Many students are locked into rates that approach 9 or 10 percent, reminders of the grim economic days of the early 1980s, and find themselves with no flexibility. Frequently, students use their once-only refinancing option shortly after graduation and find themselves helpless as the market interest rates drop ever lower.

    Home-mortgage refinancing, often similarly guaranteed by Fannie Mae, has become a huge industry and has given many families alternatives to bankruptcy as they face huge debt burdens. But student loan refinancing — beyond the one shot now permitted — is blocked by special-interest regulation and legislation.

    The legislative efforts by special interests reflect the power of the once quasi-public body Sallie Mae (Student Loan Marketing Association), which has now cut off all connection with the government and instead become a profit-making company unrelated to the government called the SLM Corp.

    With a 25 percent share of the student loan market — more than six times that of its rivals — SLM has cashed in on federal guarantees against defaults on the one hand and blocked student refinancing on the other. As a result, according to columnist Terry Savage, writing for, SLM has made a profit of 1 percent over its loan volume of $100 billion — $1 billion in profit!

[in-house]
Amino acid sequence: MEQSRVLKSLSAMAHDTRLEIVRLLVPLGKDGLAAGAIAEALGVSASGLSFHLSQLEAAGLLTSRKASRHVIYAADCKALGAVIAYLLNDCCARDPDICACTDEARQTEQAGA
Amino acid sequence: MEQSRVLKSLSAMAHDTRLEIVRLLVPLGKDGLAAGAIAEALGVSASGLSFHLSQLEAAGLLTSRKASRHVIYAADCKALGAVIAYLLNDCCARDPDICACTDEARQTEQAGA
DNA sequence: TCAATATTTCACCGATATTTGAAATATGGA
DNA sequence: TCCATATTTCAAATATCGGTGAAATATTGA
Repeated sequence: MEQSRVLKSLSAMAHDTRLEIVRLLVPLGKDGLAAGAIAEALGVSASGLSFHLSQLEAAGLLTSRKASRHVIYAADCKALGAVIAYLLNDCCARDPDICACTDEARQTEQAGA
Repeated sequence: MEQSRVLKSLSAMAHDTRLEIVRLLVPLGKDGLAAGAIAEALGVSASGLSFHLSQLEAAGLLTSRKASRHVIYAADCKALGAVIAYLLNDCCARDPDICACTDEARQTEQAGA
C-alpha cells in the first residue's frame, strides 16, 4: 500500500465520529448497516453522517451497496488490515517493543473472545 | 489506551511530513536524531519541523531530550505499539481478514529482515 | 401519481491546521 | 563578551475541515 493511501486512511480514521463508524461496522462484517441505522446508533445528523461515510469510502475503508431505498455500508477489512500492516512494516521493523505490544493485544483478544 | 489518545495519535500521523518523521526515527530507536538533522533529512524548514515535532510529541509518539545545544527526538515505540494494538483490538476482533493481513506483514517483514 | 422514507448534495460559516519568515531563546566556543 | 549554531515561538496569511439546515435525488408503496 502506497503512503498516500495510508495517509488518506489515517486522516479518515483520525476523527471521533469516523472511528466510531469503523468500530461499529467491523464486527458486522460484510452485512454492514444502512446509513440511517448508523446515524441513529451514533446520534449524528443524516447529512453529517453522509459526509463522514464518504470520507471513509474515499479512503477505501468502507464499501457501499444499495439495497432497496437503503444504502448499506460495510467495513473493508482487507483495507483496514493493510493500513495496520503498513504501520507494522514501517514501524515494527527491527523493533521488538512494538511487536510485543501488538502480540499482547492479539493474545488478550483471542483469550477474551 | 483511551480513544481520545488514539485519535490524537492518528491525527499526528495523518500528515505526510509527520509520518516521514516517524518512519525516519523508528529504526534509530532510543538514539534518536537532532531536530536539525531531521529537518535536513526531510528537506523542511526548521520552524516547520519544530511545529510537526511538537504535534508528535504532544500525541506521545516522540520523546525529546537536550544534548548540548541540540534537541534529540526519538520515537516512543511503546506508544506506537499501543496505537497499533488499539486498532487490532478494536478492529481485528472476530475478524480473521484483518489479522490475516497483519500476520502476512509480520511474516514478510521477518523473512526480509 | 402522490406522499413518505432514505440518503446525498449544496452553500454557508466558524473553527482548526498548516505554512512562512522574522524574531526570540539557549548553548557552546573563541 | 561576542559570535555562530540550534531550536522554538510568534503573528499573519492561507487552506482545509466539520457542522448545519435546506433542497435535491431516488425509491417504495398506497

Since student loans constitute one-quarter of all outstanding loans, SLM has huge market power that it has not hesitated to translate into political clout through campaign contributions that water and nourish the Republicans who control the legislative process. In all, the SLM PAC contributed almost $140,000 to the members of the House Education and the Workforce Committee to lock in their preferential treatment.

    Once SLM abandoned its federal charter and went into business for itself, this public-private hybrid should have lost its quasi-governmental status and been forced to compete in the private marketplace like anyone else. All regulations restricting refinancing or consolidation should be repealed. If there was ever an area in which the Republicans should effectuate their rhetoric and deregulate, this is it.

    Student loans are the shackles that most young people take into the rest of their lives after leaving school. Keeping this debt hangover large and rendering it inflexible is about as anti- family a policy as you can get, forcing young people to postpone starting families because of the load of debt with which they begin life burdened. Yet it is the Democrats, led by Sen. Ted Kennedy (Mass.), who are most vociferous in battling for deregulation.

    For President Bush, desperately seeking traction with which to regain his popularity, a crusade on behalf of student debtors, announced in his State of the Union speech, might be just the ticket. He could help himself get out of political red ink by mitigating the financial red ink in which an entire generation finds itself mired.

    Morris is the author of Rewriting History, a rebuttal of Sen. Hillary Rodham Clinton’s (D-N.Y.) memoir, Living History.